Bailout Watch 253: Conspiracy Theorists Unite! Bailout Hearings Postponed Until Thursday

Robert Farago
by Robert Farago
bailout watch 253 conspiracy theorists unite bailout hearings postponed until

Automotive News [sub] tells us that “The Senate Banking Committee has rescheduled its next hearing on ‘the state of the domestic automobile industry’ for Thursday, Dec. 4… The House Financial Services Committee has a similar hearing scheduled for 9:30 a.m. Friday, Dec. 5.” Once again, the news org fails to answer the one of journalism’s Holy Five: why? “No official explanation was immediately available for the postponement of the Senate hearing, originally set for Wednesday, Dec. 3. It is thought that lawmakers and their staffs want more time to review the Detroit 3 plans.” See how that works? Anyway, this smells bad. Our Ken Elias predicts that GM will file for bankruptcy the moment it becomes clear– if it does– that Congress has rejected their bailout request. By moving the hearing closer to the weekend, when the markets close, Congress could be engaged in a little pre-emptive damage control. Then again, that’s GM’s pattern. But could GM really convince Congress to cater to their PR whims? I am so not buying the idea that our legislators need more time to read the Big 2.8’s turnaround plans; if anything, Chrysler, Ford and GM need more time to prepare their plans. Or the pols themselves. Or maybe the automakers want November’s hideous sales results to sink in a bit (Deutsche Bank predicts a 45 percent drop for GM). You know; to “motivate” the masses. Politics. You gotta love it.

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  • Dpeppers Dpeppers on Dec 02, 2008

    I think the UAW cheif is due on the hill Wednesday.

  • Menno Menno on Dec 02, 2008

    Geotph, you are correct in your assessment, but you missed the target by 20 years. Building better cars starting in 1960 would have assured that GM, Ford and Chrysler (as well as AMC) would survive. Maybe even Studebaker. When I was a kid, in the early 1960's, it was a given that cars broke down, leaked, had wind whistles on the road, wandered, had "issues", rusted away in a few years, etc. Except for Volkswagens, which periodically did require (very inexpensive) engine rebuilds, which were built like Swiss watches in comparison, but which had other quirks like; always seeming to be backward in the ditch every winter's first snow. And had no heat or defrosting to speak of. Which meant scraping the inside of the windshield while (trying to) drive in winter. OK back to 1980. I'm going to pinpoint the exact time that General Messup hugely messed up. The X-cars; the new 1980 front wheel drive cheap-@ss POS's that GM foisted on the general public. The new front wheel drive technology meant that GM felt the need to penny-pinch elsewhere, like in "unseen" items, such as ultra-cheap heaters (which leaked), cheaper engine parts, cheaper steel, etc. etc. Now let's move the time machine back to 1970, when the UAW struck GM and caused a recession because GM was still so big, shutting it down for 3 or 4 months actually meant something. GM execs should have formulated some spine and stood up to the UAW; the (Repugnican) administration would have eventually backed GM vs the UAW had the strike continued on, and GM "might" have been able to contain massive huge future cost increases by standing up the union then. In other words, in for a penny, in for a pound. OK let's move the time machine back to 1960, when GM introduced the bizarro Corvair @ss-engine Corvair compact. Because they had spent way too much on the new-tech (VW copy) rear engine concept, they had to cheapen the daylights out of the interior; early Corvairs were nasty cheap. Then bean counters took away the anti-roll bar from the suspension and the rest is history. As for Ford, the car was (slightly) nicer inside, but the engine was absolute cr@p - Ford's NIV syndrome came home to bite them because Ford USA developed this POS 144 cu.in. six* instead of simply adopting the already reliable, already engineered and already in production Ford UK Zephyr/Zodiac 156 cu.in. six, which could have easily been tooled up for US production in the Falcon. Which became the bones on which the highly successful Mustang was later built. Oddly enough, the Chrysler Corporation Valiant (it was not a PLYMOUTH Valiant until 1961) was easily the best engineered new US compact for 1960, had the most interesting styling, front torison bars, the best (new slant six) engine, and the largely forgotten Rambler line was hugely successful, as was the (new for 1959) Studebaker Lark. * my father, a Ford man (1936 used, 1950 new, 1955 new, 1960 Falcon new) refused to buy any more Fords new after his Falcon; he bought a 1964 Rambler Classic V8 new, followed up by a new 1967 Rambler American six overdrive, then went to used GM cars for awhile, then used and later new Chryslers for awhile. He never was satisfied with any of them, really. He's now 77, and says his (Nissan engineered) 1996 Mercury Villager is the best car he ever has owned.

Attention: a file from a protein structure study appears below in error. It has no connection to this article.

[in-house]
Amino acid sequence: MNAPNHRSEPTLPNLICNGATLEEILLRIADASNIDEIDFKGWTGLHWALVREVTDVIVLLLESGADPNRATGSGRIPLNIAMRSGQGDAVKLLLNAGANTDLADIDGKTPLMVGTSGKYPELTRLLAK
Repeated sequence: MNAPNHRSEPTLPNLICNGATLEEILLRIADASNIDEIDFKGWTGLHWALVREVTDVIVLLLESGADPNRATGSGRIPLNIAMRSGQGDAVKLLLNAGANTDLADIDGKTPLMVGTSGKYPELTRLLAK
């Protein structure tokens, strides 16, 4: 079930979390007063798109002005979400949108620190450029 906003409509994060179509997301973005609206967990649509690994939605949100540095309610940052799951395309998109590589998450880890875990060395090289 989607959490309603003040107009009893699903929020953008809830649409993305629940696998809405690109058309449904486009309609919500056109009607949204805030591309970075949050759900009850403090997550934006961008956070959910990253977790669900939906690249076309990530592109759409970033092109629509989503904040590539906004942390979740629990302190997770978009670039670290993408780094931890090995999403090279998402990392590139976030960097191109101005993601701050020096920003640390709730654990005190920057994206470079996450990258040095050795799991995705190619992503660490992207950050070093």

• Dpeppers Dpeppers on Dec 02, 2008

    chief even

  • Cmcmail Cmcmail on Dec 02, 2008

    I am not sure but, wasn't JEEP bankrupt several times, and now it is one of the most valuable brands left in the Detroit 2.5's portfolio.

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